The asteroid Vesta is at opposition – opposite the sun – in Earth’s sky today. At opposition, the Earth passes in between Vesta and the sun, and it’s at or near opposition that Vesta comes closest to Earth for the year. Even so, this world still lies over 114 million miles away.
Vesta ranks as the 2nd most massive object in the asteroid belt, after the dwarf planet Ceres. The asteroid belt consists of thousands of little potato-shaped worlds that circle the sun in between the orbits of the planets Mars and Jupiter. Vesta, though, is more ball-shaped than most asteroids. Its diameter spans about 300 miles, and you’d have to have 7 Vestas lined up side by side to equal the diameter of our moon.
Trajectory of Dawn spacecraft from Sep 2007 until Jul 2015
This year, the Dawn spacecraft is scheduled to arrive at Vesta in July 2011 and to study this mysterious world until July 2012. Thereafter, Dawn will leave for Ceres, to arrive at the only dwarf planet to inhabit the asteroid belt in February 2015.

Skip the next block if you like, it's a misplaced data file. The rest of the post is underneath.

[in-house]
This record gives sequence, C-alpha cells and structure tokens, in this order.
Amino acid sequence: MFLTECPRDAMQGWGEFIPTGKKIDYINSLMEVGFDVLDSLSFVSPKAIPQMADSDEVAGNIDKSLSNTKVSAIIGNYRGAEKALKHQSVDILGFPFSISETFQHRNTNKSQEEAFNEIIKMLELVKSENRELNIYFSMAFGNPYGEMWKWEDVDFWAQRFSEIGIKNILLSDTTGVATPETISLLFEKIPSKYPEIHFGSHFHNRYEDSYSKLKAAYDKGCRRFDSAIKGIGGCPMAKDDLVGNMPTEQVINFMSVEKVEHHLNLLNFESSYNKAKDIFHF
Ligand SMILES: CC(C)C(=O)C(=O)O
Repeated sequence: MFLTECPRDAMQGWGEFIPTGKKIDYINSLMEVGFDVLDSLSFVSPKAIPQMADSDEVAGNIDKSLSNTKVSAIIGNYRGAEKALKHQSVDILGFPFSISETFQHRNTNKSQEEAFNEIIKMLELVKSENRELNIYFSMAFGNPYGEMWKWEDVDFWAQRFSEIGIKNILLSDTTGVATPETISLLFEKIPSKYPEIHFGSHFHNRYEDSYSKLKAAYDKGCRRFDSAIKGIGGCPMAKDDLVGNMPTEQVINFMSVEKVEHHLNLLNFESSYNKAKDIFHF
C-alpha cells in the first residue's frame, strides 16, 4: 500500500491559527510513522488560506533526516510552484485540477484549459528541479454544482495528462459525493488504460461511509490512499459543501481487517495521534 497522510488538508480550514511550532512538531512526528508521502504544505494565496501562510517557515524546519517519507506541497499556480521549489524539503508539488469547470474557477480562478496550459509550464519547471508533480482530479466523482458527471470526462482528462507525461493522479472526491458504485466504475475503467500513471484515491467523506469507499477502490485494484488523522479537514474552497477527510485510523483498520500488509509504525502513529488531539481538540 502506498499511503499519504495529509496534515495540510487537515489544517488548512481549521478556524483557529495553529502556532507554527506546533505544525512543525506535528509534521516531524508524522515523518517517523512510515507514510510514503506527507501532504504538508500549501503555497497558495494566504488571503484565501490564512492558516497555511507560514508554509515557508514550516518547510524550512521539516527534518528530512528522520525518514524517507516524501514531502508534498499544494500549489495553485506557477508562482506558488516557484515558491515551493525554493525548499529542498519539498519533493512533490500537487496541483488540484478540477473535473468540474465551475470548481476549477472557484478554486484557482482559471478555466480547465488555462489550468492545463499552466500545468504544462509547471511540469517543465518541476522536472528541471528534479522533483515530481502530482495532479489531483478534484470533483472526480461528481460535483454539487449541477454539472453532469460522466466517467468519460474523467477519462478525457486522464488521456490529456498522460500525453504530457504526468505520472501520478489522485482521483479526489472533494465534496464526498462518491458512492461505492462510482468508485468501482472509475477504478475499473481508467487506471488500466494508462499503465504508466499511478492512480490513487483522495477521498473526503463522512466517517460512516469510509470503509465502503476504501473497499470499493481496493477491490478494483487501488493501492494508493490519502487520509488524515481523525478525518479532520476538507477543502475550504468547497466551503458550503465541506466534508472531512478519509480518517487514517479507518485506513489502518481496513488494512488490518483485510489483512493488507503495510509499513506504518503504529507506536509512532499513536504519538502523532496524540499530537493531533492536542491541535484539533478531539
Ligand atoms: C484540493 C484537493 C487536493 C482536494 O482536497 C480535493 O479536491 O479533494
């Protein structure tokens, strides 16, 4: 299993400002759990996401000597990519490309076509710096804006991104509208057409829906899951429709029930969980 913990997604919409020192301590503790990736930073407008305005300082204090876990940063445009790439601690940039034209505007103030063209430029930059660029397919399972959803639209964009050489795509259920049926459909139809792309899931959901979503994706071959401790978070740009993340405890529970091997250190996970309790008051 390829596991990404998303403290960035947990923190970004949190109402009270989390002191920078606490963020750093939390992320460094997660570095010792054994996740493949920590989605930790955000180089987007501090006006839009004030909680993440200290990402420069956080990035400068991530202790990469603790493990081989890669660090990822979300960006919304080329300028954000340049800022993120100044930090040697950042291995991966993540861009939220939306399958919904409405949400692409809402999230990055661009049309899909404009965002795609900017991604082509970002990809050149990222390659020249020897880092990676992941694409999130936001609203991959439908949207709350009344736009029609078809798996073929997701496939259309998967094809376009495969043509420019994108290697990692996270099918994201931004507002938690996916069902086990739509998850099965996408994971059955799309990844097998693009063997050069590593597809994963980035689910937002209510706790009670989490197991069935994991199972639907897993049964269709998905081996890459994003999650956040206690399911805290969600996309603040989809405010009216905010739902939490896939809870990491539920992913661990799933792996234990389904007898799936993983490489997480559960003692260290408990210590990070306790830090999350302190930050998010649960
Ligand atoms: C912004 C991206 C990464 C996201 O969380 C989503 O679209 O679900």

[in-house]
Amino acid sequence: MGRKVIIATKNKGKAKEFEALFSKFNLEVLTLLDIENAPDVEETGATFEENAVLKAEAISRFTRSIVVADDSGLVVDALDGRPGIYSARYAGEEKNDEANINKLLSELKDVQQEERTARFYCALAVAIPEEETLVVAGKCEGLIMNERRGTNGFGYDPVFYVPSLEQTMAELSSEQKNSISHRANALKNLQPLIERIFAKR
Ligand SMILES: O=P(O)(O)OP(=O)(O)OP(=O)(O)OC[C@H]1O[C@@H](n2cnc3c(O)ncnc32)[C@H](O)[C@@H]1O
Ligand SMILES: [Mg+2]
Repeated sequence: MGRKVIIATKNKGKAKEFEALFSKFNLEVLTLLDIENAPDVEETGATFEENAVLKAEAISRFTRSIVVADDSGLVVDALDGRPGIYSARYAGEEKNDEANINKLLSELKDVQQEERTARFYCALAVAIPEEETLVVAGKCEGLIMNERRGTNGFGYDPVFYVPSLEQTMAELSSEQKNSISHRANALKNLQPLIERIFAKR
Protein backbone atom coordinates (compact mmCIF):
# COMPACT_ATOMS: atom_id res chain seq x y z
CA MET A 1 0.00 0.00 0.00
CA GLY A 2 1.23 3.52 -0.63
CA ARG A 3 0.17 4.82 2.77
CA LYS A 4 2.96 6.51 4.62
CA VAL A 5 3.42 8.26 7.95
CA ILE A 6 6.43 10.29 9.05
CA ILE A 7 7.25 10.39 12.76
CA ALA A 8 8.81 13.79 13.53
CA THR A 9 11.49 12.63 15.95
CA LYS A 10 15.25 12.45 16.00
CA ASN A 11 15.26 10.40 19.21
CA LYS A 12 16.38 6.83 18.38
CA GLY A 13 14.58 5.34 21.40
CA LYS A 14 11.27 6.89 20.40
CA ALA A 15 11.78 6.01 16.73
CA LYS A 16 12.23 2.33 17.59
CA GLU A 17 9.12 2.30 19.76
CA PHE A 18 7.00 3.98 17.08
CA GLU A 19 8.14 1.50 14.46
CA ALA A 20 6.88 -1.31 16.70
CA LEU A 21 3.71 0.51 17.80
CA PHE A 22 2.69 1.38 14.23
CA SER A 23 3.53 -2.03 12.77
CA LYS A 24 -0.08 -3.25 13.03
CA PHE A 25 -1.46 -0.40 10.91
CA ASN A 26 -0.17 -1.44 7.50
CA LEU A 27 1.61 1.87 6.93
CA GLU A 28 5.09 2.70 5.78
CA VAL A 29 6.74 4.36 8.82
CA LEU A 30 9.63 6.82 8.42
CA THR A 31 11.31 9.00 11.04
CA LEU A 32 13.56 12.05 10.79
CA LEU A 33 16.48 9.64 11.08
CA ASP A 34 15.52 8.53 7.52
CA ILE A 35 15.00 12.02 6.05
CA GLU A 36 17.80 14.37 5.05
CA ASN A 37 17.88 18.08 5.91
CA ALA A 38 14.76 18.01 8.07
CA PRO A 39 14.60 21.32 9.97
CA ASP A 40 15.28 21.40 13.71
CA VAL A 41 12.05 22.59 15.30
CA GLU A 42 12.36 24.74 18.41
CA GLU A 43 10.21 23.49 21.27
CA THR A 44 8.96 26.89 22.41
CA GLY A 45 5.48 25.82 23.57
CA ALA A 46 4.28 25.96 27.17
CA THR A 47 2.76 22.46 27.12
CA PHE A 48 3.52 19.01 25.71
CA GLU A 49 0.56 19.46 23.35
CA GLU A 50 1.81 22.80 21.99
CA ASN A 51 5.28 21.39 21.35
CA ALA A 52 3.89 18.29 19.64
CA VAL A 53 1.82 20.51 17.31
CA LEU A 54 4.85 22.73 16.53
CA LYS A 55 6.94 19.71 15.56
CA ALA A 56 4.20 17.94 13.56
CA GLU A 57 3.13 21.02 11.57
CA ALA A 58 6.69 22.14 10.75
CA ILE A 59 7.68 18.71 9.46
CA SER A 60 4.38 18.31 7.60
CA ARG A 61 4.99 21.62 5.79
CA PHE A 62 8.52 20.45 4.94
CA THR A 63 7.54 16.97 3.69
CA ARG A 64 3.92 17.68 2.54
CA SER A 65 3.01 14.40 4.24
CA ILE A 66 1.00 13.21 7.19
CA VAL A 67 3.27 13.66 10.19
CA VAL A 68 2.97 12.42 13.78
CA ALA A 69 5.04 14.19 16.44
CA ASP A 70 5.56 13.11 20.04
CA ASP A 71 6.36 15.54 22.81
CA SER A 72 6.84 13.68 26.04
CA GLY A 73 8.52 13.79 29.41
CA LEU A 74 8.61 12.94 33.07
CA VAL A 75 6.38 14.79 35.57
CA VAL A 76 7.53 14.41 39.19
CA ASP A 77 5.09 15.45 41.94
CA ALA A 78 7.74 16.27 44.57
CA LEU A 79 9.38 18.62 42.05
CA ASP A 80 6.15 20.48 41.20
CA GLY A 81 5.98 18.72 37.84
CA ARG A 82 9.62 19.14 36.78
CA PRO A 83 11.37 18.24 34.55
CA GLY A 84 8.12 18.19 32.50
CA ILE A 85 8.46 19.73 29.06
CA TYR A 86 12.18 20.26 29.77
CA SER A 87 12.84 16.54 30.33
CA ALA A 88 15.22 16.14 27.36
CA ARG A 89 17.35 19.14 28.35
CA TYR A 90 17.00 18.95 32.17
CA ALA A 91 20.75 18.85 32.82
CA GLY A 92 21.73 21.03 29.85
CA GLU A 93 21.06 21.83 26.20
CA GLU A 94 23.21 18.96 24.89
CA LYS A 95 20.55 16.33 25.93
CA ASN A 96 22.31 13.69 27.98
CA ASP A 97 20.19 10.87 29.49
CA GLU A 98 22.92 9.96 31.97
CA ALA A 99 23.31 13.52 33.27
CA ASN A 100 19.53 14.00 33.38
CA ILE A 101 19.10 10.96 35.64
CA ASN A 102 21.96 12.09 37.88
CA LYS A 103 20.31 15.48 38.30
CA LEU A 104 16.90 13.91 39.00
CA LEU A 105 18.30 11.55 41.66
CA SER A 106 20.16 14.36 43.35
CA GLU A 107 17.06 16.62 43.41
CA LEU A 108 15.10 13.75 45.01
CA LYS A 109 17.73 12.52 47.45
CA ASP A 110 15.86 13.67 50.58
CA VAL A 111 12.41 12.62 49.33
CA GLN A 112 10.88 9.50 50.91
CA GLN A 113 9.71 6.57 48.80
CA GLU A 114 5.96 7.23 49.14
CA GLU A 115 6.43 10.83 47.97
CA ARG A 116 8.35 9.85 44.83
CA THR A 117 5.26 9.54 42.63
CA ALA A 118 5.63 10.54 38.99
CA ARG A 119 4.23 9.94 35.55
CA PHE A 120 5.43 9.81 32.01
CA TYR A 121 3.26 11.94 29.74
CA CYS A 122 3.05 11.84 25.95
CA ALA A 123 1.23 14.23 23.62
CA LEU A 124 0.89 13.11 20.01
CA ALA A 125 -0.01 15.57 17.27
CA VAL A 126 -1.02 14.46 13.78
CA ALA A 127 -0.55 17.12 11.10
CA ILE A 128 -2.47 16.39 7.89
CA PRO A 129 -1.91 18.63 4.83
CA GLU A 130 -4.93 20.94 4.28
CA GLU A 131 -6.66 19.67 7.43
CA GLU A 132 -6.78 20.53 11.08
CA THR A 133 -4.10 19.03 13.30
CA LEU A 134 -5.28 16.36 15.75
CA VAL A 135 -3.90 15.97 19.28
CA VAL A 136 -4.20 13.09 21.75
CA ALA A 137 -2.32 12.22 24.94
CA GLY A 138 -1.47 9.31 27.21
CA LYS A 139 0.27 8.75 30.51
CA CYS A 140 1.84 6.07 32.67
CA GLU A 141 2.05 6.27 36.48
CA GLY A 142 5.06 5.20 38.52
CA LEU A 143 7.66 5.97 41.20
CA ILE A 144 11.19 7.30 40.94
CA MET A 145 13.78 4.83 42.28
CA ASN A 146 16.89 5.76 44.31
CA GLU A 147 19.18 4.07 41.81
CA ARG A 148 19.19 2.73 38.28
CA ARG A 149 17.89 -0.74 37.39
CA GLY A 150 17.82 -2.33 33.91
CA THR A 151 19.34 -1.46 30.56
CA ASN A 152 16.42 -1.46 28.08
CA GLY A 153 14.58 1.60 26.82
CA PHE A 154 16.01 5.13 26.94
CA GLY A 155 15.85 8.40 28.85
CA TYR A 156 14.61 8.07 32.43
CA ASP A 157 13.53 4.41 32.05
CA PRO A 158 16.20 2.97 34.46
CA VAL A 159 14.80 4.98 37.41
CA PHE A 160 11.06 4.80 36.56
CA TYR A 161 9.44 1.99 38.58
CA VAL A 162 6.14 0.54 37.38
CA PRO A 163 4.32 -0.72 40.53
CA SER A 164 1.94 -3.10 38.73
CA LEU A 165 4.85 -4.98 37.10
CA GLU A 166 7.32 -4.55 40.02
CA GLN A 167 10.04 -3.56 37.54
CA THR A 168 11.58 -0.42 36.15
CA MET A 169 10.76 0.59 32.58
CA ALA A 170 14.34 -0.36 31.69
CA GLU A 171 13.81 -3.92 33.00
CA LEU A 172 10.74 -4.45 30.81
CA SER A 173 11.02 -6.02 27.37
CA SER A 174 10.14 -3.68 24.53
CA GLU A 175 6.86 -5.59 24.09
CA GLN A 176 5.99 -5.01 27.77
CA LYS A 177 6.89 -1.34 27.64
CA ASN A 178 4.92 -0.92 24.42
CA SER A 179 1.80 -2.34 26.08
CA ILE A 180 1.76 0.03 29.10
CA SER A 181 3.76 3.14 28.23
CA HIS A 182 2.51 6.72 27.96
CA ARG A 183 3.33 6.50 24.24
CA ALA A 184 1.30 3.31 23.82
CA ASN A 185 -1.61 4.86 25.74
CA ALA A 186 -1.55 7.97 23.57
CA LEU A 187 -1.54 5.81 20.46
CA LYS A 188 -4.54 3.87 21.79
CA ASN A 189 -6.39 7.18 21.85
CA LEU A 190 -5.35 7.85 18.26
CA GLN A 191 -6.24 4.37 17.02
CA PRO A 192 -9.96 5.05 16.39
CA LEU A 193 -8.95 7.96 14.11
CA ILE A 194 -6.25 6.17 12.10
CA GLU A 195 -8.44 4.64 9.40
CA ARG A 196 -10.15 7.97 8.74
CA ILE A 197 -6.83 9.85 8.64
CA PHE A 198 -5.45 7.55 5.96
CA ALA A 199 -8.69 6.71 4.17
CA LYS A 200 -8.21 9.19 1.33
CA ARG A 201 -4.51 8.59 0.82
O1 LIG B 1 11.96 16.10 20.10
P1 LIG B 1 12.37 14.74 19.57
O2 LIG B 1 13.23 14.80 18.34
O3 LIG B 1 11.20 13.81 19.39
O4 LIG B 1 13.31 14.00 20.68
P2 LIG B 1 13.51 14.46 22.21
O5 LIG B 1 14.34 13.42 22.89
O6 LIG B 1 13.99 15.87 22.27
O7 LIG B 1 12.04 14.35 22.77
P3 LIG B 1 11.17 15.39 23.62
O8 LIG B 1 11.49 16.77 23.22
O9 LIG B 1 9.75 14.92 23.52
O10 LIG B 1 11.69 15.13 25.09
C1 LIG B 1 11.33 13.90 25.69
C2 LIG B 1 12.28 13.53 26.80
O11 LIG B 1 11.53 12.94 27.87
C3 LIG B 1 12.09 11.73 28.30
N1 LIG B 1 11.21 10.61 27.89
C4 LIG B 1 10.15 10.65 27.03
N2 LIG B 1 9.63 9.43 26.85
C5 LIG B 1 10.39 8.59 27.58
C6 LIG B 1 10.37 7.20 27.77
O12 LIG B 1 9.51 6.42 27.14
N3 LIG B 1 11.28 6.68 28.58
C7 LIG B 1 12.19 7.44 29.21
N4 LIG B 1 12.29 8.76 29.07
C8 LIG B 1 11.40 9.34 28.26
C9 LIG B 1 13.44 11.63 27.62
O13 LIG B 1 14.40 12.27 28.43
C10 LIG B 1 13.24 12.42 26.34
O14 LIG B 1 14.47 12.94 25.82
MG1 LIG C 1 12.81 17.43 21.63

Graphic on right courtesy of Wikipedia Commons. Click here for a larger version.
Believe it or not, you don’t have to be aboard the dawn spacecraft to view Vesta. You can see it for yourself in front of the constellation Capricornus tonight. If you know right where to look, you can easily spot Vesta with binoculars, though it’ll only appear as a faint speck of light. In a dark country sky, sharp-eyed people can actually see Vesta with the unaided eye. Click here for a detailed sky chart.
The best time to look for Vesta is around midnight (1 a.m. daylight saving time), when it’s highest in the sky. This opposition gives you an opportunity to catch Vesta, as the sky’s brightest asteroid shines at its brilliant best in Earth’s nighttime sky.